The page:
Getty/Frederick M. Brown

On Tuesday night, Stephen Colbert, former host of "The Colbert Report" on Comedy Central, makes his debut as host of "The Late Show" on CBS. His rise to comedic prominence and the daunting task of replacing recently retired host David Letterman have been favorite topics of the media this summer.

So what can we expect from Colbert when it comes to environmental issues?

For "The Late Show" Colbert is shedding his Comedy Central made-for-TV persona in which he emulated right-wing pundits like Bill O'Reilly in exchange for his actual personality. This absence of guise will allow him to approach controversial topics like climate change without the veil of irony required of his former character.

One of his first guests on CBS is presidential candidate Jeb Bush, who has made a point of being ambiguous on his position on climate change, especially when it comes to who's responsible. Bush's willingness to at least accept that climate change might require some adaptation—he hails from Florida after all where sea level rise threatens many coastal cities—actually puts him near the progressive end of the current slate of Republican presidential candidates when it comes to climate change.

(Example A; Donald Trump's long list of totally ignorant anti-global warming tweets.)

Will Colbert use the spotlight of his first show to send the message that environmental issues will be an important part of the mix in this new era of "The Late Show"?


A quick glance back at his past engagement with climate change, especially the when it comes to the politics of the matter, shows he very well might.

In November 2014, near the end of the run of "The Colbert Report", Colbert devoted near five minutes to Republicans' approach to climate change as they were poised to take over the Senate. Watching the segment reminds one of how easy it is to ridicule leading Republicans on the hyperbolic and hypocritical ways they attack climate change. Sen. James Inhofe (R-Okla.), now chairman of the Senate Environment and Public Works Committee, literally wrote a book on climate change denial.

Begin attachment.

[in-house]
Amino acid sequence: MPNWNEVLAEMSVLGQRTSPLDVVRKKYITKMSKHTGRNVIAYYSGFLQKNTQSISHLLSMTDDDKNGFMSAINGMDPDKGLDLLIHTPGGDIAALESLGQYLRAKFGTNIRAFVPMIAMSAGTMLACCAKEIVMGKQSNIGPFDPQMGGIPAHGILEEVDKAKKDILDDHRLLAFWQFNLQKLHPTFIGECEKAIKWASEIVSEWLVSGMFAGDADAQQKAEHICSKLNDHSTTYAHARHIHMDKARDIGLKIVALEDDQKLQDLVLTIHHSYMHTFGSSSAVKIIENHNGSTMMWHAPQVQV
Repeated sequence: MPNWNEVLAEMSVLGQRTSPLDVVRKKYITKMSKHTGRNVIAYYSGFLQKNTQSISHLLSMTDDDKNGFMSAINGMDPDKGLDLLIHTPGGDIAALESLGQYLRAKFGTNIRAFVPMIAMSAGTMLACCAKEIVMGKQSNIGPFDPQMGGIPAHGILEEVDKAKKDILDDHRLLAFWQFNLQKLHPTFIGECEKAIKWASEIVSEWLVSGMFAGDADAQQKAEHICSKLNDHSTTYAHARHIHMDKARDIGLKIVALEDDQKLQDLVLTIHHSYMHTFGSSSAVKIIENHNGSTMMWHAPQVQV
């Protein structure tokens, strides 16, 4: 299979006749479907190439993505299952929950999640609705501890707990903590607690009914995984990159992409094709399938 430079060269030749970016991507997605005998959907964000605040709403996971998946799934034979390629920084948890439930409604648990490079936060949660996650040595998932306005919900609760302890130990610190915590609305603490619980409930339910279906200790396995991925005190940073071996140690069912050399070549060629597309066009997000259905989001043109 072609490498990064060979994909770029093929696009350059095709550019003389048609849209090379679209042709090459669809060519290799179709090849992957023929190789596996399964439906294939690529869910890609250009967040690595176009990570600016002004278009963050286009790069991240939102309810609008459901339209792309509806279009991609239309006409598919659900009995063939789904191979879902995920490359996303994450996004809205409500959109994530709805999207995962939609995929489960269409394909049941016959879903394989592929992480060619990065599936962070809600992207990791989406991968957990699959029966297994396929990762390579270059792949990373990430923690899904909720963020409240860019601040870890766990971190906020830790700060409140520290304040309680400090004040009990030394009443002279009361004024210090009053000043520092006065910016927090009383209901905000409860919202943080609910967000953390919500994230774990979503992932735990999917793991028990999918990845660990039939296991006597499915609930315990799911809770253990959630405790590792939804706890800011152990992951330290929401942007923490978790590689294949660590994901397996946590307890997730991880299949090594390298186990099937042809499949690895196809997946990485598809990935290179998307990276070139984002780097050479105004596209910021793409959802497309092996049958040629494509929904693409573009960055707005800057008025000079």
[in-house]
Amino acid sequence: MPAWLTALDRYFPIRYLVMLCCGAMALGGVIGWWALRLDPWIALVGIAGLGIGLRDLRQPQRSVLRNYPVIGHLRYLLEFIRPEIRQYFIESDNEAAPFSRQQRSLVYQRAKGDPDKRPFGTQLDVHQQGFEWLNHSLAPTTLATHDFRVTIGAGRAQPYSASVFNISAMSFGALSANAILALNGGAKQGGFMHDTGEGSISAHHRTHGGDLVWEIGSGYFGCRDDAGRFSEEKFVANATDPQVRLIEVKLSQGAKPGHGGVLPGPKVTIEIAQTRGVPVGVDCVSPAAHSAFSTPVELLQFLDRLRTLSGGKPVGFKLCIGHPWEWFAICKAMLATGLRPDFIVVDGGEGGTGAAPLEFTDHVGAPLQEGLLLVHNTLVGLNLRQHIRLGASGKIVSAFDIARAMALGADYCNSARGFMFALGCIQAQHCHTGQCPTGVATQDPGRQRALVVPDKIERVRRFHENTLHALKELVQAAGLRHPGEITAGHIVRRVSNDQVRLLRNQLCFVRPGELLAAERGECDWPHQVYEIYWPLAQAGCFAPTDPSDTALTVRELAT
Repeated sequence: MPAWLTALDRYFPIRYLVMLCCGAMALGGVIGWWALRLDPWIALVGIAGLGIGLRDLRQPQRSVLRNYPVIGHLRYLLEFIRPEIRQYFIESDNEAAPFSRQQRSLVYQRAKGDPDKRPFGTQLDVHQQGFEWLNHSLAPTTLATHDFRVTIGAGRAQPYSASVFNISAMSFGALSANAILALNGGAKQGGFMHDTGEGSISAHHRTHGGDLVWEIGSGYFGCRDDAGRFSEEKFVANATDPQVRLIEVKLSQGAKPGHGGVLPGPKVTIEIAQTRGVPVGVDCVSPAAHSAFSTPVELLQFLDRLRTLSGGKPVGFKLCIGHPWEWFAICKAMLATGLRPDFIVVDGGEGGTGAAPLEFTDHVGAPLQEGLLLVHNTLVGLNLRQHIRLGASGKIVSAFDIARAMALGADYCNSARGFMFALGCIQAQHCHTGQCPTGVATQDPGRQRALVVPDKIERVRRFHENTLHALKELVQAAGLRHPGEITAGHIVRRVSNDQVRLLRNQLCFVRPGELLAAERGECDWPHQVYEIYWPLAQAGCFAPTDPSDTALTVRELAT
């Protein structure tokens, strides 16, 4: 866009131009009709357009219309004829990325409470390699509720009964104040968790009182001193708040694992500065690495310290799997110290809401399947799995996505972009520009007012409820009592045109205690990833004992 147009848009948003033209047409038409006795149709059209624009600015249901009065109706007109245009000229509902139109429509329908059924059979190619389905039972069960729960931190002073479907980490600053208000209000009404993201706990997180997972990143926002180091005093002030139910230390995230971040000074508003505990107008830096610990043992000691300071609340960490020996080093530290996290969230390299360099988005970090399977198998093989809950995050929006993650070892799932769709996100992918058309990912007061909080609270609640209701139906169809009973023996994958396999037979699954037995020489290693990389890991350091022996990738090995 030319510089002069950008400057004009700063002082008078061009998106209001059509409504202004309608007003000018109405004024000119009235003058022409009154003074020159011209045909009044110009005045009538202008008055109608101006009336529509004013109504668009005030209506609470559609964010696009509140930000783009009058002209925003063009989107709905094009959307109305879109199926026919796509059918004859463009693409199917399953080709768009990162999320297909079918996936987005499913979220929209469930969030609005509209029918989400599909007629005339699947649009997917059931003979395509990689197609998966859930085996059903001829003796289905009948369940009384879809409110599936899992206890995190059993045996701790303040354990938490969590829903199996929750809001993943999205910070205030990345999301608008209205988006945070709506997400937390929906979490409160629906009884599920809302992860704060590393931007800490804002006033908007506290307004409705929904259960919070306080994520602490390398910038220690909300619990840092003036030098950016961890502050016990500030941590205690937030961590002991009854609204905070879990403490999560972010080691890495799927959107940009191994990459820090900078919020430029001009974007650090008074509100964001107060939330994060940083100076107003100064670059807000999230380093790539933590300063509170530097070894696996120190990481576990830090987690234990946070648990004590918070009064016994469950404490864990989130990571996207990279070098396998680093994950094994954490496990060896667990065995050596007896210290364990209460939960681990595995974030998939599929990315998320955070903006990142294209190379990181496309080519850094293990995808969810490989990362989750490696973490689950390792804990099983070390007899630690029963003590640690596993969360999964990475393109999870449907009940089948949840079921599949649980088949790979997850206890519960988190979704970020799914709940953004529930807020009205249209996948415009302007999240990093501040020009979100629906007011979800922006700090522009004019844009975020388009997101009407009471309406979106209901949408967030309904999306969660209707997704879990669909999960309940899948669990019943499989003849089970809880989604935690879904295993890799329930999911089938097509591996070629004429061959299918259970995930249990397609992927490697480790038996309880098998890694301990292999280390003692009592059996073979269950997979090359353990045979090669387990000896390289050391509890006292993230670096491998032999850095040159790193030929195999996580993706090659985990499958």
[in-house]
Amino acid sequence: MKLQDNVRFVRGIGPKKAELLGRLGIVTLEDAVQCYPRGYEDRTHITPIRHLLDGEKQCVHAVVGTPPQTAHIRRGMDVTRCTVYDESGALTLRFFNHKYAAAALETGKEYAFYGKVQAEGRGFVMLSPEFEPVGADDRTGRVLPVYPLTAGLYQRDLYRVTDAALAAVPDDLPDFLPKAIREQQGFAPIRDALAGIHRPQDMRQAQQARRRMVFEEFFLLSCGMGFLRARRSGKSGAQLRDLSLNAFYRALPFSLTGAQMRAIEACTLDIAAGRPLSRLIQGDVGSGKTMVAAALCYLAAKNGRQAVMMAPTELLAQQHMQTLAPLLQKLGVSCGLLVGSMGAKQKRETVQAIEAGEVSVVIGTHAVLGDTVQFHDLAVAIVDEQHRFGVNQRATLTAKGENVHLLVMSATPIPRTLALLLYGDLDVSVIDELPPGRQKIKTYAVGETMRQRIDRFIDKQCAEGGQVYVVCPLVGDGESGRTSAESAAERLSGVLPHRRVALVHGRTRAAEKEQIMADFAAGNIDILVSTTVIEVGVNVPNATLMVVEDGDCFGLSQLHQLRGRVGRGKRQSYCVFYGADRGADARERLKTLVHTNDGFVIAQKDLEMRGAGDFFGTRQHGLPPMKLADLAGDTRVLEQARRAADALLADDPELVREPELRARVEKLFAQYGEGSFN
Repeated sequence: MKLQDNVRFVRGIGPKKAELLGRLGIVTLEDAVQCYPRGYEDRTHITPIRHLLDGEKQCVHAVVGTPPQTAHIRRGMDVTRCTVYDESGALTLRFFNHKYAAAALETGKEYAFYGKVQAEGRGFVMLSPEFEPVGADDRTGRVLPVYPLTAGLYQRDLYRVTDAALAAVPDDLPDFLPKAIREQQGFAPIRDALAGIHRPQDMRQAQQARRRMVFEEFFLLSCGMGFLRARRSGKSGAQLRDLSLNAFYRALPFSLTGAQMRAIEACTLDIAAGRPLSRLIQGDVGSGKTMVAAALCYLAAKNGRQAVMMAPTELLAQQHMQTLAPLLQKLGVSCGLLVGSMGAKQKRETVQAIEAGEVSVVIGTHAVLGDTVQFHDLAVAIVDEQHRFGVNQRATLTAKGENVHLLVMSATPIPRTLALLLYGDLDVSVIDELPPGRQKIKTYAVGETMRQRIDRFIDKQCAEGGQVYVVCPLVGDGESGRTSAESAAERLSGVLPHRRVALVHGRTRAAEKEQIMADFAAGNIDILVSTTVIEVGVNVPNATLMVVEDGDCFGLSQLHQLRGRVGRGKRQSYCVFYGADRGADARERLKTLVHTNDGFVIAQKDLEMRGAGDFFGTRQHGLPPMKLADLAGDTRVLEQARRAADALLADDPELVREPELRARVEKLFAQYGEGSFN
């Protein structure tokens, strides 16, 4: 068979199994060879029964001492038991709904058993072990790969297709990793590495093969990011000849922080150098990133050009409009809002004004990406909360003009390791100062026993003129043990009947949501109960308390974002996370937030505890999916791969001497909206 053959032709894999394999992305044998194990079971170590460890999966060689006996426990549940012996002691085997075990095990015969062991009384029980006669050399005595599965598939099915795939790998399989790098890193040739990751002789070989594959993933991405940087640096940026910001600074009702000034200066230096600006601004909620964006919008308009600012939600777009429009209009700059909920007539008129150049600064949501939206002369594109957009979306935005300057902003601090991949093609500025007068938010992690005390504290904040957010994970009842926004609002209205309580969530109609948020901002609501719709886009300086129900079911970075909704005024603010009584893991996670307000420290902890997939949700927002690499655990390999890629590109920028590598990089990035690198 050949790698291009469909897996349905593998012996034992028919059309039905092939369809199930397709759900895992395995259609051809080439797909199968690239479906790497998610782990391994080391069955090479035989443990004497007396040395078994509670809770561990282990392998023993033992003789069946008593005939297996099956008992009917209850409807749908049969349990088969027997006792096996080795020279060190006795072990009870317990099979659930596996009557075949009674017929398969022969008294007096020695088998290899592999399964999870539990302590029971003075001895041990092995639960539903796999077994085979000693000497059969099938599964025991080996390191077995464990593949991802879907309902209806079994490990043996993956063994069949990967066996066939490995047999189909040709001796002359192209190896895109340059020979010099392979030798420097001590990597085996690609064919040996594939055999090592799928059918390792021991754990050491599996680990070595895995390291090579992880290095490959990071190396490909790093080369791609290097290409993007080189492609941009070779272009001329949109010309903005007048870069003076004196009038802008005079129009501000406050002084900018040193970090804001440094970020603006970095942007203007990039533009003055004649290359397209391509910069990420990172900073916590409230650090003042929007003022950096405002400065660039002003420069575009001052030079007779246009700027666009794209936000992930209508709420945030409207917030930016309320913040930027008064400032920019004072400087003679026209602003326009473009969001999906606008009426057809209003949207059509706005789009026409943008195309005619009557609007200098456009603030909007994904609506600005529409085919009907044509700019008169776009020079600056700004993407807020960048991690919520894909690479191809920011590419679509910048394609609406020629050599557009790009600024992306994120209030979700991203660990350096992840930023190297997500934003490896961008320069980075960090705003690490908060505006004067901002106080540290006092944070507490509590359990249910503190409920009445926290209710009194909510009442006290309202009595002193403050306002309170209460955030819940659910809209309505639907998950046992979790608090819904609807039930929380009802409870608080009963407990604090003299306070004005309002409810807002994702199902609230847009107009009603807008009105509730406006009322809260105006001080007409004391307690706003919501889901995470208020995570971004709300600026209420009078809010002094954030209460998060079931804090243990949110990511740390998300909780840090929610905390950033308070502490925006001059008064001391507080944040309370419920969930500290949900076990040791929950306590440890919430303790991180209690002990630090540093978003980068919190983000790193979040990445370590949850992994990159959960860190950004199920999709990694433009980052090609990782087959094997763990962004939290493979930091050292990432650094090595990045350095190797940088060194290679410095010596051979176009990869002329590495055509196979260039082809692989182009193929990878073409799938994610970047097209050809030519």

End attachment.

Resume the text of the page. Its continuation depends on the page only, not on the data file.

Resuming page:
After illustrating the trend of Republicans using the phrase "I'm not a scientist" to avoid any responsibility on the topic, Colbert says, "yes everyone who denies man made climate change has the same stirring message: we don't know what the fuck we're talking about."


"I hope that these conservative leaders can inspire all the children out there watching to think to themselves, 'hey maybe someday I can grow up to be not a scientist,'" he continues.

That's exactly the opposite of what kids need to be thinking. Solving climate change requires not only scientifically minded youth, but also a trust in the process of science. And this requires an understanding of the scientific process. And this requires at least a somewhat engaged interest in the material. And this is difficult.

Even with the highly anticipated  United Nations' climate conference in Paris fast approaching and time running short for global action to avoid some of the worst impacts of climate change, it can still be hard to get the public's attention on the issue—let alone provide reliable information. In Colbert's new position he will go from a trusty source of "truthiness" to someone in a position to arouse genuine passion, or at least outrage, from the late night masses.


As Colbert's former colleague on Comedy Central, Jon Stewart, recently said of his character, what made it "work was the thing that Stephen had to hide, which is his humanity.”

“Instead of throwing off the cape and revealing the monster, he reveals, actually—oh, this incredibly lovely, talented man," Stewart told New York Times reporter Dave Itzkoff.

If only more of the politicians he mocked for their climate change agendas could reveal something similar.